can be overwhelming, especially to a bride who doesn’t know what she wants,” says Zimmer-Otteson of the small, but sound, variety of services. That said, “you can definitely go from low-end (products and services) to high-end here; there’s enough competition for that,” she adds. Sure enough, flower shops, dressmakers, photographers, hairdressers and caterers have started blooming in Airdrie’s business district, a trend that’s encouraged the demand for the services to flourish. “My business definitely has the potential to grow here – I like to keep it local,” says Kristy Reimer, owner of Kristy Reimer photography. Though Reimer is used to extending her services to Calgarians as well, she’s hoping Airdrie’s growing number of brides and grooms will help her develop an even broader local customer base. Renae Gibson, owner of Sheer Fusion Lingerie, says she’s noticed her wedding-related customer base has been climbing steadily since she opened her store in 2005. Gibson saw approximately 150 customers seeking wedding merchandise last year and expects that number to increase again in 2009. “The wedding season is growing more and more; we’ve noticed it get busier and busier and we’re very excited about that,” says Gibson.
Because a bride without bling is like a wedding cake without icing.
Captivating crystals, gorgeous gemstones and perfect pearls in necklaces, rings, earrings, hair combs and tiaras. For the bride, bridesmaid and everyone else on the invitation list! Your Live Well Pharmacist is there to help
209 Centre Avenue West Airdrie 403-948-0010 Open Mon-Fri 9-9 Sat 9-6 Sun 11-5 www.thestoreupstairs.com
Created in Italian Silk Duchess with layers of tulle overskirt and bodice, this classic-style gown, modelled by Chelsea-laine, has a fitted bodice with a natural waistline and softly gathered full skirt. The luxurious features of this gown are the 1,000 Swarovski crystals detailing the waist and scattered over the gown. Couture Gown Studio. Paris Hilton ankle band heels and Kathy Van Zeeland satchel purse, both from S’in Style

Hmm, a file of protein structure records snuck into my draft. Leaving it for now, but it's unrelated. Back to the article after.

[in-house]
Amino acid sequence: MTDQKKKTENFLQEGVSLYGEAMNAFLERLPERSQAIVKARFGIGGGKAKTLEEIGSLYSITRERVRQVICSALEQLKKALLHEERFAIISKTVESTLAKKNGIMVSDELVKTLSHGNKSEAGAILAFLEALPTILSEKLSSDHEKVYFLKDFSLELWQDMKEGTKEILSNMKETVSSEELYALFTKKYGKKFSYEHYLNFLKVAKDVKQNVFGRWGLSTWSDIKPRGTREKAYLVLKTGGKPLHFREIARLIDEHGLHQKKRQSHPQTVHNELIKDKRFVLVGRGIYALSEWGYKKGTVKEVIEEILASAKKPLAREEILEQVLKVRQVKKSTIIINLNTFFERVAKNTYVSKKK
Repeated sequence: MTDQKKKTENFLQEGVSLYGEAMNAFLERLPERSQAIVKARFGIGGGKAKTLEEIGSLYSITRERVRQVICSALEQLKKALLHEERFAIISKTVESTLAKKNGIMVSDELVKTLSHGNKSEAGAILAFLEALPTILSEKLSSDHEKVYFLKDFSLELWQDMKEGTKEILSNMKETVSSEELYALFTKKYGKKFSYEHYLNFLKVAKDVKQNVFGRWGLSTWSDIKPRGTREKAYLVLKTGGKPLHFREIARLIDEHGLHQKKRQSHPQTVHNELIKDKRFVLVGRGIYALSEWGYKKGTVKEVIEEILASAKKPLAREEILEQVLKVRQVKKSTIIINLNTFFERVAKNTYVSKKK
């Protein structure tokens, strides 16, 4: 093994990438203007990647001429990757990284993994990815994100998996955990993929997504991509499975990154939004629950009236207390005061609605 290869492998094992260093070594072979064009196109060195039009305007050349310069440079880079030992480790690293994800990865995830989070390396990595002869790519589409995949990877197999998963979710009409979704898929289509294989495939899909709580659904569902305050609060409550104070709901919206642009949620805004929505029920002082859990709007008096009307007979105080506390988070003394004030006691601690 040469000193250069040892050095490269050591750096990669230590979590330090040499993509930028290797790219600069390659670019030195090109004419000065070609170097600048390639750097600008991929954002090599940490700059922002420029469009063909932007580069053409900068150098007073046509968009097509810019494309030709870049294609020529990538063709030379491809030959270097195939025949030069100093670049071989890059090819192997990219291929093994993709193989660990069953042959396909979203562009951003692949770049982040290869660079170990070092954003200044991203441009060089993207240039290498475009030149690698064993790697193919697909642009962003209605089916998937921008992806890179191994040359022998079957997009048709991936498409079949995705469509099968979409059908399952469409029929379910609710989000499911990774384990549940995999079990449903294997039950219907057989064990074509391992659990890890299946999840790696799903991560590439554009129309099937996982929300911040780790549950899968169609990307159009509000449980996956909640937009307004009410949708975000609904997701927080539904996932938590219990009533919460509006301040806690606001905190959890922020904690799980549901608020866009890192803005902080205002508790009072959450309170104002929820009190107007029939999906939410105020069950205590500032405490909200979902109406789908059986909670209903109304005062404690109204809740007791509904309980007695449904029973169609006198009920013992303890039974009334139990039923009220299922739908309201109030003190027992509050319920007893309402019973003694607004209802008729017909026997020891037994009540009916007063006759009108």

The most recent numbers from Statistics Canada show Airdrie’s population has spiked over the last decade, growing by about 1,700 people per year between 2001 and 2006. With a bigger population, the city has become big enough to sustain many of its own businesses and that’s what originally drew Luymo Nguyen to move to Airdrie to open a dry cleaning company. But after she looked around her, Nguyen realized there was a niche for bridal retailers and in February of 2008,
she debuted Airdrie’s very first bridal boutique, Embrace Bridal and Formal Fashions. “I realized there was nothing in Airdrie for bridal shops and knowing that people don’t want to go into Calgary if they don’t have to made the perfect opportunity,” says Nguyen. She said rather than feeling concern over the growing divorce rate, the number of second and third marriages she is seeing these days encourages her. Despite its growth, Airdrie has man-
aged to keep its small town atmosphere, which generates an interest in keeping weddings local. “There’s a sense of community that Airdrie is trying to maintain as it grows and it’s doing a good job,” says Tracey WardKerr, owner of Couture Gown Studio. WardKerr attributes the growth in the wedding industry to business owners connecting, networking and making room for each other. “I really like that Airdrie has a strong artisan vibe,” she adds. And though several business owners in the industry are crossing their fingers for more wedding venues to open up as the next big step, Zimmer-Otteson says places like Airdrie Town and Country Centre are getting the job done for the time being. “You really could do the wedding anywhere you want though,” she says, noting brides and grooms aren’t limited to what would be considered standard locations. Reimer can speak to that as well, saying a lot of her clients want their wedding photos shot in Airdrie’s beautiful rural settings rather than somewhere plain and ordinary. The Welcome Wagon Bridal Showcases demonstrate just how extensive the industry has become, offering everything from local caterers to marriage officiants. With the average wedding racking up a $30,000 tab and welcoming about 150 guests, it’s hard to say the industry is anything but big these days. Fortunately for brides in Airdrie, there truly are the resources to go as big as they want. “Weddings are so different now than they were even 10 years ago,” says Zimmer-Otteson. “Brides don’t want their wedding to be cookie cutter so the sky’s the limit.” LIFE